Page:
Things to Do When Visiting Rio de Janeiro
There are few places in the world more vibrantly beautiful and richly welcoming than Rio de Janeiro, Brazil’s largest city. Rio is known as the cidademaravilhosa or “marvelous city”, and the city graciously offers visitors both a tropical wonderland bursting with color and music, as well as a modern urban landscape home to a population rich in cultural diversity and a thousand years of complex history.
Rio de Janeiro is situated in a region that had been inhabited by indigenous tribes for hundreds and even thousands of years before the Portuguese arrived in 1500. As a result, the culture of Rio de Janeiro steadfastly preserves its deep roots in native tradition in addition to the influences of its European colonization in the 1500’s. Religion has a strong foothold in Brazilian life and most religious folk in Rio are Roman Catholic. While a number of languages are spoken in Rio simply due to sheer multicultural influence, Portuguese is considered to be the common tongue.
There are two Brazilian pastimes that are simply impossible to miss:futebol (soccer), and dancing! Futebolis not considered merely a sport in Brazil; it is a cultural institution for whichthe people of Brazil possess a great fervor. Pelé, one of the most well-known soccer players in the world, and the Brazilian futebol team has won the World Cup a record total of five times. Additionally, most social gatherings and a vast majority of the popular nightlife in Rio de Janeiro will most likely involve dancing, surely including (but not limited to) theForró, the Lambada, and the ever-popular Samba.
If you’re going on a trip to Rio de Janeiro, be prepared for total cultural immersion into festive local customs, stunning natural beauty, and a unique hybrid of native tradition and European heritage. There are so many things to see that you couldn’t see them all in a lifetime, but we’ve made it a little easier. Here are five must-see attractions in Rio you don’t want to miss!
1. Corcovado and Cristo Redentor
Corcovado, a mountain within the center of Rio de Janeiro, is home to one of Brazil’s most famous and recognizable landmarks. The 38-meter (125-foot) tall statue of Cristo Redentor, or “Christ the Redeemer” stands atop Corcovado looking down at the city of Rio. Visitors can reach the top of Corcovado and view Cristo Redentor up close by taking a narrow-gauge train that departs the station every 30 minutes and takes approximately 20 minutes to ascend or descend the mountain.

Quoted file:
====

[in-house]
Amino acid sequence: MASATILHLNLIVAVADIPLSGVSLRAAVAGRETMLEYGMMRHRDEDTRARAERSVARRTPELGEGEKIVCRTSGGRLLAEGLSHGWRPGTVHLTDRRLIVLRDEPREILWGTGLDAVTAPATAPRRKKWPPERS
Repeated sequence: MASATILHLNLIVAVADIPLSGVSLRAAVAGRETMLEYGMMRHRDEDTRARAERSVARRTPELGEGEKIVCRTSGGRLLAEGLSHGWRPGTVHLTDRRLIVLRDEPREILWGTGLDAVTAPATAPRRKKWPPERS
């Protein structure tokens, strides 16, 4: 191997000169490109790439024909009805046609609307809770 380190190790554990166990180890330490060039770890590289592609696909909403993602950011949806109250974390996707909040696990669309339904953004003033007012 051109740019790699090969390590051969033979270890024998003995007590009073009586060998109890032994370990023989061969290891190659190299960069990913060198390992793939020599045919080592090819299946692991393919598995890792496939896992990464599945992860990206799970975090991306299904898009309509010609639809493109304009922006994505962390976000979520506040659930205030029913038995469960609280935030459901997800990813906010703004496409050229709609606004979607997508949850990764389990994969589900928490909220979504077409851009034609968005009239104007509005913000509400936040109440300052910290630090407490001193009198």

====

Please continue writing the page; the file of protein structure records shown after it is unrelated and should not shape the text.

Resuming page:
- Tijuca National Park
Corcovado and Cristo Redentor are part of Tijuca National Park, a protected forest within Rio de Janeiro limits, but that’s certainly not all there is to see in this beautiful national treasure! The Tijuca forest was hand-planted in the early 1900’s to reclaim land that had been harshly cleared for sugar and coffee farming, and was declared a national park in 1961. Admission to this park is free, and lovers of the outdoors will enjoy vigorous hiking routes, sculptures and gardens, colorful native flora and fauna, and breathtaking panoramic views from partway up Corcovado.
- The Lapa Neighborhood in Centro
If you’re looking for a lively party scene and an interesting mosaic of the varied heritage Rio has to offer, you’ll want to visit the Lapa neighborhood in the area of downtown Rio referred to as “Centro”. In Lapa, a diverse array of urban cultures exist side by side, making the area a rich melting pot of nightlife, cuisine, mingling, music, and dance.
- Copacabana and Ipanema Beach
In Rio de Janeiro, beach culture is not so much a favorite activity as it is a defining experience of local life, and no trip to Rio is complete without spending some time on one of the city’s beautiful beaches. Two of Rio de Janeiro’s most famous beaches, Copacabana and Ipanema, are closely connected but distinctly separated by the rocky outcrops of Arpoador. Copacabana is the more visibly popular of the two, bordered by less affluent areas and attracting a more diverse cross-section of the general public. Upscale Ipanema is adjacent to wealthy neighborhoods and, while this stretch will still be considerably crowded, there may be some more relaxing and quiet areas.
Last but certainly not least, Rio de Janeiro is famous for their observance of one of the most fabulous and frenzied celebrations known to the world: Carnaval. The largest street carnival in the world, Carnaval is famous for endless parades, vibrantly festooned floats of samba dancers, and an estimated two million revelers on the streets each day. Carnaval is held during the month before Catholic Lent, so if you find yourself in Rio de Janeiro in the months of February or March, prepare to be swept up in a colorful whirlwind of dance, food, and festivities!
Shelly is currently writing for securethoughts.com and has a great guide on watching Netflix while overseas of you are travelling, also another great benefit of travelling is catching up on all those TV shows.